The MasterCard website struggled to cope with Christmas shopping demand that left it unreachable for nearly five hours in the run-up to Christmas. More seriously MasterCard's Maestro system also experienced glitches in the immediate run-up to Xmas. The extent of the problem with the debit card system remains unclear.
According to a survey by Swedish-based uptime monitoring service firm Pingdom the Mastercard site experienced more downtime than its competitors. Pingdom monitored the availability of the websites of Visa, MasterCard, American Express, Discover, Diners Club and Maestro. If a surveyed website did not respond within 30 seconds, or responded with an error, it was considered to be down. Monitoring was carried out from multiple locations in the US and Europe.
All the monitored websites showed good availability with the exception of MasterCard’s (www.mastercard.com), which has been unavailable for a total of four hours and 54 minutes between 9 November and 20 December. On several occasions the MasterCard website was unavailable during multiple short periods spread over the day.
The Maestro website belongs to MasterCard as well, but displayed no downtime during the surveyed period.
Just like bank websites, credit card websites ought to be reliable and accessible at all times because these websites are an important source of information for card holders, providing information on how to report stolen cards, for example.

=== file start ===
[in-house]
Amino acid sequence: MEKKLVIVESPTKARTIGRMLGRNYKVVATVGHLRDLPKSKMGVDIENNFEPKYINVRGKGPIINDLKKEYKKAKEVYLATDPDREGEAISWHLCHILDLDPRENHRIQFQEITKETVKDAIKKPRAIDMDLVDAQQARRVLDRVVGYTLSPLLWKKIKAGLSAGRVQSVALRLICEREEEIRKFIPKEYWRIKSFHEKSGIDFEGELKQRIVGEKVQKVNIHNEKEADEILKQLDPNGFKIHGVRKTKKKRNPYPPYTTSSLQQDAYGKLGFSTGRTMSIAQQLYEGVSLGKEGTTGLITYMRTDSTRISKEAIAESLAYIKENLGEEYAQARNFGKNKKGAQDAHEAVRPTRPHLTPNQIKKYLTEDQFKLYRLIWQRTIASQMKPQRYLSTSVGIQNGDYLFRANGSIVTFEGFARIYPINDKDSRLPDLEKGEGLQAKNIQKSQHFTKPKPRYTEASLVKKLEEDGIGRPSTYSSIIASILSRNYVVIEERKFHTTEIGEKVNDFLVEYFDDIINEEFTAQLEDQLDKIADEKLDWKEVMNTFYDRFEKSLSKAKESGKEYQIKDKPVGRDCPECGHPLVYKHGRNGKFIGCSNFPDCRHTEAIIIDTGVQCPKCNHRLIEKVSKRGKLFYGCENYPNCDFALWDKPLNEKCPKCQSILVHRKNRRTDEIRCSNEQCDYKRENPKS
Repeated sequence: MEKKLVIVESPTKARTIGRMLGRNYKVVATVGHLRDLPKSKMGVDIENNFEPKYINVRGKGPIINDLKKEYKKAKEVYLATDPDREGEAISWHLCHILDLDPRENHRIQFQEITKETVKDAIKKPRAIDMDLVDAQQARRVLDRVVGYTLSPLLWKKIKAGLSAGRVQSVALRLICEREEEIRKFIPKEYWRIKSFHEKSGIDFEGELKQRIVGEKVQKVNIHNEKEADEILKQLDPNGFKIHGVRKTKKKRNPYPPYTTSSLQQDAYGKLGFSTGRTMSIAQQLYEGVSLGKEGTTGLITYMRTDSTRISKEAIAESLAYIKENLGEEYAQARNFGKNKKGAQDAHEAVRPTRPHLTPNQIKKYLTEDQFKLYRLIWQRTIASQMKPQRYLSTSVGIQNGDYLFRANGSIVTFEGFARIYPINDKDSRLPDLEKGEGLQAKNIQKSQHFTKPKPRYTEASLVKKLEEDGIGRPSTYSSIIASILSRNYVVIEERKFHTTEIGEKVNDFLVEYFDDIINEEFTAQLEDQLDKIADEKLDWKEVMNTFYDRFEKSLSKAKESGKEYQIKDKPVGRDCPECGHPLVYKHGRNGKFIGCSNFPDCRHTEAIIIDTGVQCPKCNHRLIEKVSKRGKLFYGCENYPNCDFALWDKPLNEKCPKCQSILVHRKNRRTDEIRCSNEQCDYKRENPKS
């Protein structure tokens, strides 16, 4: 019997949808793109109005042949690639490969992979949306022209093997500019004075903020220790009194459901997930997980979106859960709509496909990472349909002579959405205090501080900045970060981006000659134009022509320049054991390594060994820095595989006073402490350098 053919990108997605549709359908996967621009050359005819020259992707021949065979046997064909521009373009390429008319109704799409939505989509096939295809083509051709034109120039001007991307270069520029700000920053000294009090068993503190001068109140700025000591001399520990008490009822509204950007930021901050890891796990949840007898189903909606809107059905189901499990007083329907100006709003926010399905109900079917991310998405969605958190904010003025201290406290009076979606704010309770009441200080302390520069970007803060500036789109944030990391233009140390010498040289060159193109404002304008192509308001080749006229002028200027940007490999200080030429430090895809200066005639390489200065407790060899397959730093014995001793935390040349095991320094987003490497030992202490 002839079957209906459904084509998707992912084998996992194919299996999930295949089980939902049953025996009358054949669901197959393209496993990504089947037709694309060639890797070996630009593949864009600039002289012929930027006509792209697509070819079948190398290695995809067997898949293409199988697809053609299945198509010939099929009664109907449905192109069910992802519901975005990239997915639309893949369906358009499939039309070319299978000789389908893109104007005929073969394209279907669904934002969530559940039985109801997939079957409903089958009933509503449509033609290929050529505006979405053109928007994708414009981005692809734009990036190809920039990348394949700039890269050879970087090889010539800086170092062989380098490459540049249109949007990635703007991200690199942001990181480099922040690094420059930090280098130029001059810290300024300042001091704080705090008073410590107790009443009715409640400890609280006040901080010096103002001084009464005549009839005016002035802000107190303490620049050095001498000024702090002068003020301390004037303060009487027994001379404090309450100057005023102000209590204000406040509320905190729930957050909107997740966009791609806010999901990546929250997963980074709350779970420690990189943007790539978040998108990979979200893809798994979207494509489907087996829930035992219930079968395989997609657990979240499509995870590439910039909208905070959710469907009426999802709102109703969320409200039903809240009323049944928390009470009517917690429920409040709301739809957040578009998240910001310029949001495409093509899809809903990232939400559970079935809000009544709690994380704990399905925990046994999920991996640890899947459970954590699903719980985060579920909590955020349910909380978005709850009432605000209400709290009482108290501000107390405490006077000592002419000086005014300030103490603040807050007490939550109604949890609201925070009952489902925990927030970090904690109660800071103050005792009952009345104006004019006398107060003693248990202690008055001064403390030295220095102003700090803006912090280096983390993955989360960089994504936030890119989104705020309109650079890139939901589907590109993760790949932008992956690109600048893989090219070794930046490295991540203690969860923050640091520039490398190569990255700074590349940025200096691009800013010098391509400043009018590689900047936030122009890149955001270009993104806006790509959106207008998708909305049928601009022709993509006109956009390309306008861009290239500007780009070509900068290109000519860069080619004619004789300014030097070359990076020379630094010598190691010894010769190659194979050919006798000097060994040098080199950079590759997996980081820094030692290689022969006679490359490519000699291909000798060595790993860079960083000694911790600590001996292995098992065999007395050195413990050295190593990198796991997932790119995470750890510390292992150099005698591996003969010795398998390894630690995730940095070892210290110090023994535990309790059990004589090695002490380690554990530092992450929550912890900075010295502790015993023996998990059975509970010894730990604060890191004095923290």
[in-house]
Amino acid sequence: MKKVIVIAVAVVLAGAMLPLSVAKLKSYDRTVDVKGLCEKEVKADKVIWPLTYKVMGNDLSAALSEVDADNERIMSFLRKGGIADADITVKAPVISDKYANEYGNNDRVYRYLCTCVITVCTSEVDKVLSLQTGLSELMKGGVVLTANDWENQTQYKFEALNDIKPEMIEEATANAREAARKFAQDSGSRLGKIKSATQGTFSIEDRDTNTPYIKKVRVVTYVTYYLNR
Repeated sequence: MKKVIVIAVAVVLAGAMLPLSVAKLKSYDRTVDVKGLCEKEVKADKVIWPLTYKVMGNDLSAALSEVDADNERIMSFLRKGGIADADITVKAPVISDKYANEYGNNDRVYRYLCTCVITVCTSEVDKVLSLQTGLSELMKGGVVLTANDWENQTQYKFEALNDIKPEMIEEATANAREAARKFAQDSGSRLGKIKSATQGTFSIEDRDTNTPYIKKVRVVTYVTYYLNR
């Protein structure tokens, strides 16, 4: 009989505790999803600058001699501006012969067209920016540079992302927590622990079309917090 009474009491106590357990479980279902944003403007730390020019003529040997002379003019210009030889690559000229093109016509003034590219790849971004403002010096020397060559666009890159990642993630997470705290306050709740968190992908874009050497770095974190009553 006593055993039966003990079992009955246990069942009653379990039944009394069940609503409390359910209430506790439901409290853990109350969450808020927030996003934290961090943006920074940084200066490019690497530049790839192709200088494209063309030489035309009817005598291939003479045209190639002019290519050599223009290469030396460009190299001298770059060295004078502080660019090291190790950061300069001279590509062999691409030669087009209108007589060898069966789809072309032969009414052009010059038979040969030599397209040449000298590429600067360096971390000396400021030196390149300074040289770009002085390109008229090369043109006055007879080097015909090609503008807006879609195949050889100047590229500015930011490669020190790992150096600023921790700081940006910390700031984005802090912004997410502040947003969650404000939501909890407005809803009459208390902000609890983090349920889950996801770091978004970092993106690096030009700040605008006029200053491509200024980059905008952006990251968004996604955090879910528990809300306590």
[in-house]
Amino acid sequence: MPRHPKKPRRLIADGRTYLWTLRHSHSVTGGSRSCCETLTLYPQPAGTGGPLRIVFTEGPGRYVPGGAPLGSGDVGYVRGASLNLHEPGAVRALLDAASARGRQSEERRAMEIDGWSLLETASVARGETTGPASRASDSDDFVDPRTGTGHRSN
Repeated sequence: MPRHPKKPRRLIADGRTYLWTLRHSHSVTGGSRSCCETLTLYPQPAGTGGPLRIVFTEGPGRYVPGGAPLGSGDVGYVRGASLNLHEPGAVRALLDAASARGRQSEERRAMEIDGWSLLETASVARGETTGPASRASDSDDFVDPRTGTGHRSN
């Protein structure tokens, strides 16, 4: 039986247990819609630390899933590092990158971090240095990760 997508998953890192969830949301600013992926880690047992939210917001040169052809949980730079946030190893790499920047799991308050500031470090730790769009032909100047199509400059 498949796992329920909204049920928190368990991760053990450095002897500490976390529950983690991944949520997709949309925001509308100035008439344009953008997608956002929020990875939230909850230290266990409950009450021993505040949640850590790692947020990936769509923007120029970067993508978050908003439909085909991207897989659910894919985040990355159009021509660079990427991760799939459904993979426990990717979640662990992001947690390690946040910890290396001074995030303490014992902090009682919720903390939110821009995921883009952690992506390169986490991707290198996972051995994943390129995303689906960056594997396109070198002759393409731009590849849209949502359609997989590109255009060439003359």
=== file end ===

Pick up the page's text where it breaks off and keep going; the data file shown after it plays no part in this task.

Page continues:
Problems with other aspects of MasterCard's payment system also surfaced in the run up to Christmas. Reg reader Tony was told by Yorkshire Bank that the Maestro payment system was down on Friday morning (21 December). He discovered the issue after attempting to pay a bill by phone using a MasterCard Maestro debit card issued by Yorkshire Bank.
Our repeated attempts to speak to someone familiar with the situation at MasterCard proved frustrating. At first representatives suggested nothing was amiss before telling us late on Friday that a support line had been set up. We were referred to an internal MasterCard spokeswoman who, as it turns out, was on holiday and unbriefed about the situation when we spoke to her on Monday (Christmas Eve). She, in turn, referred us to MasterCard's European Centre of operations. Nobody there was available to speak to us there either.
So the extent of problems with the Maestro system in the immediate run-up to Christmas remain unclear.
If you experienced problems with Mastro in the week before Xmas then drop us a line. ®